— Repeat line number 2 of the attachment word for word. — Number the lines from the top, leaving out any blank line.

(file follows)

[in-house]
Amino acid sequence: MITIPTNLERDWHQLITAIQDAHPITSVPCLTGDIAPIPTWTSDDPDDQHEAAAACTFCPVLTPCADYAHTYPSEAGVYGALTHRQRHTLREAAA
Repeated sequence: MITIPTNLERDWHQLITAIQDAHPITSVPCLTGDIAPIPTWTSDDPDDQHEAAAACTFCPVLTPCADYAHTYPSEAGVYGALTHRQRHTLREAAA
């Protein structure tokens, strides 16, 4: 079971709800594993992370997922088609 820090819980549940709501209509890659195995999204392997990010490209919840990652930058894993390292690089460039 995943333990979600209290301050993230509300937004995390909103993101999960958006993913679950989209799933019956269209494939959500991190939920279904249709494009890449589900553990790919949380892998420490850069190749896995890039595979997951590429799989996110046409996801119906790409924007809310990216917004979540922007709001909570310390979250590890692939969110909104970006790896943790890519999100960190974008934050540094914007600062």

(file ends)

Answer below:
Amino acid sequence: MITIPTNLERDWHQLITAIQDAHPITSVPCLTGDIAPIPTWTSDDPDDQHEAAAACTFCPVLTPCADYAHTYPSEAGVYGALTHRQRHTLREAAA